My biggest fear upon my arrival to Ireland was the prospect of making new friends. I am the only person in my degree program (MRes in biochemistry), and I will largely perform independent research with elderly individuals all year—not exactly a recipe for a thriving social life. Luckily, as I opened the door to my apartment at UCC, I was greeted by a lilting Irish accent exclaiming “You must be the fourth roommate!”. In the coming hours I would learn the sing-song voice that greeted me belonged to my housemate Jill who’s from Kilkenny, and I met my other housemates, Sarah and Gabby, who are from Kerry and New Jersey respectively. Individually we study law, politics, film, and biochemistry, but collectively we share a love of potatoes (in all forms), Ramen, burritos, and movies. I came to Ireland prepared to live with strangers that already had established friend groups and low motivation to befriend a housemate, yet I was welcomed with open arms and incorporated into grocery runs, brunch dates, and movie nights. I forced everyone to watch P.S. I love you, which quickly turned into a lesson elucidating everything wrong with Gerard Butler’s Irish accent.
Although it’d be easy to spend all day at home and watch movies, I felt the need to branch out and try to immerse myself in the greater Cork community. Sports have always been a large part of my life and are normally a great way to meet new people, so I decided to join the Flag Football Team and the Women’s Basketball Team. I’m one of only three girls on the flag football team, but the entire club was surprisingly welcoming. On the bus to games, the lads have educated me on Irish viral videos and Cork slang. There are still instances when I have no idea what people are saying, but I like to think I’m getting better!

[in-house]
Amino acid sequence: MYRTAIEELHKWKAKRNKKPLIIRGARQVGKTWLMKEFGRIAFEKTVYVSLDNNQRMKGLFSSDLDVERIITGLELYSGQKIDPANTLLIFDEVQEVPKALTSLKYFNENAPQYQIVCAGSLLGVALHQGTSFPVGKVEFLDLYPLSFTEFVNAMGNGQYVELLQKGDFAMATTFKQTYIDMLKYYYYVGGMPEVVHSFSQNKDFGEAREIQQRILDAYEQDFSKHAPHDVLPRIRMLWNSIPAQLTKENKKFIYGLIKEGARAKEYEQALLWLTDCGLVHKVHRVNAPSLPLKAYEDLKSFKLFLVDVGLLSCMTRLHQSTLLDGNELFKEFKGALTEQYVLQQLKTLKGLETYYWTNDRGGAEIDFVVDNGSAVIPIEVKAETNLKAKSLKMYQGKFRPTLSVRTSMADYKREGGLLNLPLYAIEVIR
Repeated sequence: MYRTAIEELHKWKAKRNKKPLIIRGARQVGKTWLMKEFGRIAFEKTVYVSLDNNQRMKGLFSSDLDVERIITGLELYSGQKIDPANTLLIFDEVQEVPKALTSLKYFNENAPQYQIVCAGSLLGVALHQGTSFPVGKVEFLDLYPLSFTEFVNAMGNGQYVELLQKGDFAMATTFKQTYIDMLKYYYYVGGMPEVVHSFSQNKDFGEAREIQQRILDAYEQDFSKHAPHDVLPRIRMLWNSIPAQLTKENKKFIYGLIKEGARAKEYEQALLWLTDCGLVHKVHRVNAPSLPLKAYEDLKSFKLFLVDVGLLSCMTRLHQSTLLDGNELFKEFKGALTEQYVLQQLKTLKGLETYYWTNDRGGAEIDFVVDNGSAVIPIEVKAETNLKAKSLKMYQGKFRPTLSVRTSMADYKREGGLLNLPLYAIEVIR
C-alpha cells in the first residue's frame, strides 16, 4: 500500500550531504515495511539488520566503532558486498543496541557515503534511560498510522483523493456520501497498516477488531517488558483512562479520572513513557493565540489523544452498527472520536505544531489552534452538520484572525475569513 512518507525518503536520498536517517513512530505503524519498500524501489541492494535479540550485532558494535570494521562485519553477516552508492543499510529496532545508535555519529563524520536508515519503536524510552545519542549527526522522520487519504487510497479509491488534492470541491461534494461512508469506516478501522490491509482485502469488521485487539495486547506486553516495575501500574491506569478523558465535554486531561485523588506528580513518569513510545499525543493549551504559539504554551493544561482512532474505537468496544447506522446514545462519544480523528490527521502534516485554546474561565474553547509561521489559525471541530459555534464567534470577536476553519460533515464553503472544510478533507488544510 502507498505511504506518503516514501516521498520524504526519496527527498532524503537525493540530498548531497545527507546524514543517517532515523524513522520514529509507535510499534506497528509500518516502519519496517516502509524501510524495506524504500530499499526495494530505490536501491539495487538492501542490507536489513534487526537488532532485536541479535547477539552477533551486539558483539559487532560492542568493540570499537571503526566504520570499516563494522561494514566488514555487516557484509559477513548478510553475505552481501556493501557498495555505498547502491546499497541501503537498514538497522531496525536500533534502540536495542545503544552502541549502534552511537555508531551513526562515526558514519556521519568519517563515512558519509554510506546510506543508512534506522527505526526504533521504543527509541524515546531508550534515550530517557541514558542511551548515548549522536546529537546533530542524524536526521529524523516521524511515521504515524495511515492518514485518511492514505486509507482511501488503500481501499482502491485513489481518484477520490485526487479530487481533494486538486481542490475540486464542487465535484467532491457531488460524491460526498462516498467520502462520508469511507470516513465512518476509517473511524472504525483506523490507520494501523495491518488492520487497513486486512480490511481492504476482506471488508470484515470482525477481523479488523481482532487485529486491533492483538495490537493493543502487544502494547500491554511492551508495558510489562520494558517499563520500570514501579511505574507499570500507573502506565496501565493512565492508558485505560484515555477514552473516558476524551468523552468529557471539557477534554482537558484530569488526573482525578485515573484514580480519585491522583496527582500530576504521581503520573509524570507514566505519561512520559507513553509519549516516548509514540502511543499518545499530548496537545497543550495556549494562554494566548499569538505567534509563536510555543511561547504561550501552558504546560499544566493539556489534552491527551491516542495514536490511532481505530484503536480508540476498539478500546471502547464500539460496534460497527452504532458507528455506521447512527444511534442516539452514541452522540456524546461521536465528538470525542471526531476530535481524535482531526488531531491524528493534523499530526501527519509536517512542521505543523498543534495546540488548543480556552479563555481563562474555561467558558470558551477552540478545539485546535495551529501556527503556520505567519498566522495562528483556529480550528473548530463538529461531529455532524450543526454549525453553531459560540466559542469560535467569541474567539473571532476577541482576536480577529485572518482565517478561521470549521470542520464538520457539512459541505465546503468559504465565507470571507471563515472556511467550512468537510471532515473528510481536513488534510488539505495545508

Even though it has rained during most of our games, it is nice to be a part of a team—especially one where there’s free Red Bull and ample playing time for everyone. Basketball started a bit later and we’re still all getting to know each other, but we have our first game next week and I’m excited for what lies ahead. There are quite a few other international students on the basketball team, and it’s fun to compare our experiences with the sport.
Finally, the other Mitchells at Cork, James and Anji, have been indispensable in my adjustment to life in Ireland. Whether it’s going to traditional Irish music concerts on Wednesdays or one of our weekly home-cooked meals, it’s nice to debrief our weeks and remind each other when the blogs are due. Anji even let me run her as a test subject through my study which included putting gel and 128 electrodes on her head!
Overall, I’m grateful for the friends I’ve made and am excited for those I’ll make in the future.